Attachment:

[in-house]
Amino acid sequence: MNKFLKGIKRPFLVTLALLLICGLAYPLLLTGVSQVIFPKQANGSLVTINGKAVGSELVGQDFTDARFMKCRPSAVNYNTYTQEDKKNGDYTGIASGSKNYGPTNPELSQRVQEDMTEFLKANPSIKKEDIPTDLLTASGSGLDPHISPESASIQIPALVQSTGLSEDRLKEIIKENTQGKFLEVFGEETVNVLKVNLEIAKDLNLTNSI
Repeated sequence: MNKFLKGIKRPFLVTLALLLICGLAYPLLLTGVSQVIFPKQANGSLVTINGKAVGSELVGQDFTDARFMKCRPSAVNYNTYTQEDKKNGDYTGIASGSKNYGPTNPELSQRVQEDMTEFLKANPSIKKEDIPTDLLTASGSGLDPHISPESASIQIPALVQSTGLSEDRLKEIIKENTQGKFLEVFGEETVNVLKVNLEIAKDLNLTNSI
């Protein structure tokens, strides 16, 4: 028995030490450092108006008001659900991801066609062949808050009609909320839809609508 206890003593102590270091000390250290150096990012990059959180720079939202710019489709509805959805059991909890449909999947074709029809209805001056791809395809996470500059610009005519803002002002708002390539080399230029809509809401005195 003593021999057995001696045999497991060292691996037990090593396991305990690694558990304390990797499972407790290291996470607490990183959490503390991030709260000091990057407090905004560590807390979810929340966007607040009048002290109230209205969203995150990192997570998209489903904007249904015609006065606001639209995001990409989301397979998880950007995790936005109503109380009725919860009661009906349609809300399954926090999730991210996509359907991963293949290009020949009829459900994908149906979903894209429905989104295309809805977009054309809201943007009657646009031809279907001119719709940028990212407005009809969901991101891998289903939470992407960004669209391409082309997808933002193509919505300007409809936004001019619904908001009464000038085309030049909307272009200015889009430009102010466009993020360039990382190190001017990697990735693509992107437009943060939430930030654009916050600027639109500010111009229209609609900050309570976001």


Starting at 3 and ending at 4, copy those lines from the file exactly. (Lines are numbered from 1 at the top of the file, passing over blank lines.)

Repeated sequence: MNKFLKGIKRPFLVTLALLLICGLAYPLLLTGVSQVIFPKQANGSLVTINGKAVGSELVGQDFTDARFMKCRPSAVNYNTYTQEDKKNGDYTGIASGSKNYGPTNPELSQRVQEDMTEFLKANPSIKKEDIPTDLLTASGSGLDPHISPESASIQIPALVQSTGLSEDRLKEIIKENTQGKFLEVFGEETVNVLKVNLEIAKDLNLTNSI
């Protein structure tokens, strides 16, 4: 028995030490450092108006008001659900991801066609062949808050009609909320839809609508 206890003593102590270091000390250290150096990012990059959180720079939202710019489709509805959805059991909890449909999947074709029809209805001056791809395809996470500059610009005519803002002002708002390539080399230029809509809401005195 003593021999057995001696045999497991060292691996037990090593396991305990690694558990304390990797499972407790290291996470607490990183959490503390991030709260000091990057407090905004560590807390979810929340966007607040009048002290109230209205969203995150990192997570998209489903904007249904015609006065606001639209995001990409989301397979998880950007995790936005109503109380009725919860009661009906349609809300399954926090999730991210996509359907991963293949290009020949009829459900994908149906979903894209429905989104295309809805977009054309809201943007009657646009031809279907001119719709940028990212407005009809969901991101891998289903939470992407960004669209391409082309997808933002193509919505300007409809936004001019619904908001009464000038085309030049909307272009200015889009430009102010466009993020360039990382190190001017990697990735693509992107437009943060939430930030654009916050600027639109500010111009229209609609900050309570976001």